the bylaws.
> 
> +1 on that. I intended to patch the bylaws once those docs are done.
> 
> On 19 May 2014 19:50, Jason Smith <jason.h.smith@gmail.com> wrote:
>> Is that a -1 *binding* vote? Only committers can veto commits, right?
> 
> Fixed above.
> 
> Though did take the time to update the decision table.
> 
> Tehcnical decisions are now defined as:
> 
>> A technical decision is any decision that involves changes to the master branch of
a source code repository that is shipped in an official release
>> 
>> Technical decisions should normally be made with lazy consensus via CRT.
> 
> Non-technical decisions are defined as:
> 
>> A non-technical decisions is any decision that is not a technical decision and is
not covered by one of the other decision types.
> 
> On 19 May 2014 19:50, Jason Smith <jason.h.smith@gmail.com> wrote:
>> Which kind of vote is this? It can't be majority. Majority must have no
>> binding -1 votes (thus a majority vote is in a sense something that can be
>> easily vetoed, like a release candidate). So the veto's validity itself can
>> be easily vetoed. In other words, any individual can veto a veto.
> 
> This is covered in the decision table. Challenging a veto requires a
> lazy 2/3 majority. You cannot veto a lazy 2/3 majority.
> 
> On 19 May 2014 19:50, Jason Smith <jason.h.smith@gmail.com> wrote:
>> I don't see how it can be lazy majority or even lazy 2/3. That means that a
>> sizeable group of people can invalidate a veto. So...that's not exactly a
>> veto.
> 
> Makes sense to me. A valid veto stands, and cannot be overruled. But
> it seems reasonable to me that someone might try to cast an invalid
> veto. The vote only determines whether the veto is a veto, per our
> definition. I am using the word "valid" to mean this. Can you think of
> a better term?
> 
> On 19 May 2014 19:50, Jason Smith <jason.h.smith@gmail.com> wrote:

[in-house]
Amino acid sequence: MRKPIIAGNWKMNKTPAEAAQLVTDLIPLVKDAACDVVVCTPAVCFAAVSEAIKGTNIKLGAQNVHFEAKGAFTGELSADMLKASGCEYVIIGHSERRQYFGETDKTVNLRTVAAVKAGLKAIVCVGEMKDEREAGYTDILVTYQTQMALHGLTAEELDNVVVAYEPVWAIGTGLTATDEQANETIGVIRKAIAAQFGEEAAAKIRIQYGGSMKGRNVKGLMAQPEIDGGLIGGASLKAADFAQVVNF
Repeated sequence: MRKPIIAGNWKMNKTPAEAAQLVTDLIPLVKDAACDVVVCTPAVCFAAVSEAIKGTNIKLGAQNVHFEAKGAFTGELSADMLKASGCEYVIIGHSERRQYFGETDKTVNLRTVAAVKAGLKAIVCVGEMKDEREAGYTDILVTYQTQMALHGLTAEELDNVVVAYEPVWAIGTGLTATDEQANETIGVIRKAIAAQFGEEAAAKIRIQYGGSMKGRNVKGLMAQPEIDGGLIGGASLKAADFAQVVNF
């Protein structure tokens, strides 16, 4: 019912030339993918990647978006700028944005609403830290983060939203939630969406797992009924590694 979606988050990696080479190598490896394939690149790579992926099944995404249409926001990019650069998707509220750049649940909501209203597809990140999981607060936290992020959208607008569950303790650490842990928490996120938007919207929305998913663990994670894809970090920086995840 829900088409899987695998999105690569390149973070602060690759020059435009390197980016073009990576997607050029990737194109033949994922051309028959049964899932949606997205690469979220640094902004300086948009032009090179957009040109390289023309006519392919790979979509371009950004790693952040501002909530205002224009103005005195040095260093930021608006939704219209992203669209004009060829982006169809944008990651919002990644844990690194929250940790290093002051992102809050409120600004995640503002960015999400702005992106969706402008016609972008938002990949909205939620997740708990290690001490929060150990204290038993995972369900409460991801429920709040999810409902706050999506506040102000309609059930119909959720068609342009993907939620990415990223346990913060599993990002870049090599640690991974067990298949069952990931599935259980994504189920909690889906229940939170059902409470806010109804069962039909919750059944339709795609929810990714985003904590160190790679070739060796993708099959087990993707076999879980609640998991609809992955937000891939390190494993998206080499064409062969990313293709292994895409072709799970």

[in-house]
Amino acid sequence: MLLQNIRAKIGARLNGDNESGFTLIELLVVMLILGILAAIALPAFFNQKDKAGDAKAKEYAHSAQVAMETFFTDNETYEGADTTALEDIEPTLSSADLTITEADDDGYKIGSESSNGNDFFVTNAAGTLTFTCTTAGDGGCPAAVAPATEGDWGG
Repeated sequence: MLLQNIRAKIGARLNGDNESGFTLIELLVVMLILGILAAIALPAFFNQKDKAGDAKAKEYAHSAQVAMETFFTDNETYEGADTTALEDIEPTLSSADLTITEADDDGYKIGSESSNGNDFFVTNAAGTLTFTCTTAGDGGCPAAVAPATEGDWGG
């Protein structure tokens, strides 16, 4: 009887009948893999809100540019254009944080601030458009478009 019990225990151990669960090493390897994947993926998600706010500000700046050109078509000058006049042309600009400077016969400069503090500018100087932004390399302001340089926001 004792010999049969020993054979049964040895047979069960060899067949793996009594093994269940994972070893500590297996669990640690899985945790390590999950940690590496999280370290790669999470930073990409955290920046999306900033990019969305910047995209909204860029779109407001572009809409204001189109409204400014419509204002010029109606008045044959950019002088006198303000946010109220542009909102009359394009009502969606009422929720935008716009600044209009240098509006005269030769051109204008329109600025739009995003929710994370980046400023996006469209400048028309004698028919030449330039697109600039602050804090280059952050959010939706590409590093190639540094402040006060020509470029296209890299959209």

>> The only vetos I can imagine happening are for trivial stuff where the
>> committer cannot even muster 3 binding +1 votes. For anything major though,
>> wouldn't a "veto" quickly become a vote for a popularity contest?
> 
> See above. If a veto is judged to be a valid veto, then it stands.
> 
> On 19 May 2014 19:50, Jason Smith <jason.h.smith@gmail.com> wrote:
>> Given the history of this project, I am actually comfortable with vetos
>> being rare and difficult. However my point today is: I'm not clear what laws
>> this section is actually making.
> 
> Does the above clear it up for you?
> 
> On 19 May 2014 23:19, Mutton, James <jmutton@akamai.com> wrote:
>> "We expect you to know when to wear the appropriate hat, and when interacting with
the project, to do so in  *the* best interests of the…"
> 
>> Decisions should be made on the mailing list associated with the decision. e.g. Marketing
decisions happen on the marketing list.
>> * i.e. is read as "that is” and used as a restatement.  e.g. (read as "for example”)
is probably more appropriate here.
> 
>> "All formal voting must be done in an email thread *with* the appropriate subject
tag. “
> 
> Fixed.
> 
> On 20 May 2014 16:44, Dave Cottlehuber <dch@jsonified.com> wrote:
>>> "An inactive chair can be replaced by the PMC"
>> 
>> Doesn't this actually require board approval for replacement? Technically
>> this would be a recommendation of the PMC anyway to the board; do we need
>> to note the difference?
> 
> Reworded this section above. This is no longer included.
> 
> On 20 May 2014 16:44, Dave Cottlehuber <dch@jsonified.com> wrote:
>>> "and that each and every release is the product of the community as a
>>> whole. That is key to our litigation protection mechanisms."
>> 
>> It might be worth clarifying (somewhere, maybe here) that a key part of the
>> release process as PMC/committers is ensuring that the release contains only
>> ALv2 licenced, or other appropriate licenced material. I was originally not
>> aware of this important distinction.
> 
> I have simplified this whole bit to: